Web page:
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By Susan Kouguell · August 26, 2014
At the 2014 Locarno International Film Festival, Charlie Chaplin’s Modern Times was shown accompanied by a live orchestra, the Orchestra della Svizzera Italiana. I had not seen the film for many years and was particularly struck by the visual storytelling and the use of metaphor; two points I detail in my book Savvy Characters Sell Screenplays!
Use visual storytelling to establish the setting and mood. Opening with a significant image will also help to grab the reader’s attention. The reader must be able to step into the world that you have created and have a complete understanding of it.
The first four shots of Modern Times:
1) Title card: “Modern Times” A story of industry, of individual enterprise – humanity crusading in the pursuit of happiness”
2) An image of the second hand of a large-faced clock moving forward
3) A herd of sheep rushing forward
4) A mass of rushing workers ascending subway stairs.
In these four shots the audience is informed what the story is about from the opening title card, and the three separate shots that follow – the clock, the sheep, and rushing workers. All of this vital information is conveyed in less than 30 seconds.
Characters’ intentions, agendas, beliefs, feelings, behaviors, and so on, can be conveyed through the careful use of metaphors. In visual storytelling, metaphors can be used to illustrate the theme or themes of your script, a plot point, or a character’s action or behavior.
In Modern Times, the sheep serve as a metaphor of the rushing workers; they are the masses – the humanity.
In a more contemporary example, let’s look at Little Miss Sunshine, directed by Jonathan Dayton and Valerie Faris, screenplay by Michael Arndt. The 1960's Volkswagen van in which the Hoover family travels to the children’s beauty pageant, is a metaphor for the 60's era of rebellion and freedom, and signifies the various family members’ desires and actions. The only way to get the van running is for the family to push it and then jump inside while it’s moving. This van-pushing routine symbolizes the family needing to work together in order to reconcile their differences. The open road, the pageant, and Richard’s get-rich schemes, are metaphors of the American dream.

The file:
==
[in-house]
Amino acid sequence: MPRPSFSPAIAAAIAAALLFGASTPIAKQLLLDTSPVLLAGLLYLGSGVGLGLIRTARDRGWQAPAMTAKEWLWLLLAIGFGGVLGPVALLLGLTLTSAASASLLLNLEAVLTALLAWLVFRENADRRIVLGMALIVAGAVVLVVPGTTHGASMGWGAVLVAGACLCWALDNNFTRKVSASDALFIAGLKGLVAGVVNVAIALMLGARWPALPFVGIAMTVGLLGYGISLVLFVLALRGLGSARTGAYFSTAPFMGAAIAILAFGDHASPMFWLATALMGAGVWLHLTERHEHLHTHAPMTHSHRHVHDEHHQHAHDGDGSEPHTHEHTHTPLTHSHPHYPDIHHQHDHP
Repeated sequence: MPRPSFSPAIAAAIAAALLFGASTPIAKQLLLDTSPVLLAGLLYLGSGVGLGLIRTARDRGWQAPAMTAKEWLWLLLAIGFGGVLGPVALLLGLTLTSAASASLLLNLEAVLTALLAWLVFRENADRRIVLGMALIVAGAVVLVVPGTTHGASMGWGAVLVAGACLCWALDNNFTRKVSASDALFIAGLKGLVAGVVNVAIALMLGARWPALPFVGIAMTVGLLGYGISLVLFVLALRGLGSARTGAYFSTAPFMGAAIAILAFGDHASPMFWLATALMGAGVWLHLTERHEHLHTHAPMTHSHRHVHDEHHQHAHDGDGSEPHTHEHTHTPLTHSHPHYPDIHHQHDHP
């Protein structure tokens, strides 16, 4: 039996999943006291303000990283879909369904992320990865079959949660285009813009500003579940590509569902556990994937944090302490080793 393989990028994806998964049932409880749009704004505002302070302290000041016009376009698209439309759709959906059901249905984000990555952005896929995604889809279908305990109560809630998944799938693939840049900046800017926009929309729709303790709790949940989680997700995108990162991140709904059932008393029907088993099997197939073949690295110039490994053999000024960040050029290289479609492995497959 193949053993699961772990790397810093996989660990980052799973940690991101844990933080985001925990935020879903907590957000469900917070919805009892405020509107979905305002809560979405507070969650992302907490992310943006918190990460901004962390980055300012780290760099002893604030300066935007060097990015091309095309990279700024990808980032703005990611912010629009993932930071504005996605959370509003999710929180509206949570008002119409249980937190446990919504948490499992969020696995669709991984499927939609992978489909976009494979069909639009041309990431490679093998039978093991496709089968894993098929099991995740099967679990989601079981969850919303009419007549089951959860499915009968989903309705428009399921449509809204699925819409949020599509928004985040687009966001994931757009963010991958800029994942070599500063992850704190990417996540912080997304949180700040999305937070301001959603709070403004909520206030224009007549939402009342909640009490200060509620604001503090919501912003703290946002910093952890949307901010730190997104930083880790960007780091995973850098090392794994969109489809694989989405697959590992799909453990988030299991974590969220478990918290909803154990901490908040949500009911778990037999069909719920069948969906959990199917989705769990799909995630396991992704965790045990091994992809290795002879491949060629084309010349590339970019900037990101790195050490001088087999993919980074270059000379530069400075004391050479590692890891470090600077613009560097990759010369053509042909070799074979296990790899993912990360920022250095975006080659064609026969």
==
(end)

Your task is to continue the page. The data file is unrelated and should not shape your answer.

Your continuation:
In Frank S. Nugent’s 1936 review of Modern Times in the New York Times, Nugent writes:
“We should prefer to describe "Modern Times" as the story of the little clown, temporarily caught up in the cogs of an industry geared to mass production, spun through a three-ring circus and out into a world as remote from industrial and class problems as a comedy can make it.”
Over 78 years later, Modern Times reflects today’s times with issues of societal struggles and economic hardships. Modern Times is indeed a timely film.
Award-winning screenwriter and filmmaker Susan Kouguell is chairperson of Su-City Pictures East, LLC, a motion picture consulting company founded in 1990 where she works with over 1,000 writers, filmmakers, and industry executives worldwide. (www.su-city-pictures.com). Her short films are in the Museum of Modern Art’s permanent collection and archives, and were included in the Whitney Museum’s Biennial. Kouguell worked with Louis Malle on And the Pursuit of Happiness, was a story analyst and story editor for many studios, wrote voice-over narrations for (Harvey Weinstein) Miramax and over a dozen feature assignments for independent companies. Susan wrote THE SAVVY SCREENWRITER: How to Sell Your Screenplay (and Yourself) Without Selling Out! and SAVVY CHARACTERS SELL SCREENPLAYS! A comprehensive guide to crafting winning characters with film analyses and screenwriting exercises, available at $1.00 off on https://www.createspace.com/3558862 and using DISCOUNT CODE: G22GAZPD. On Kindle: http://www.amazon.com/dp/B009SB8Z7M (discount code does not apply). Follow Susan at Su-City Pictures, LLC Facebook fan page and SKouguell on Twitter, and read more articles on her blog: http://su-city-pictures.com/wpblog/
Photo Credit: Locarno International Film Festival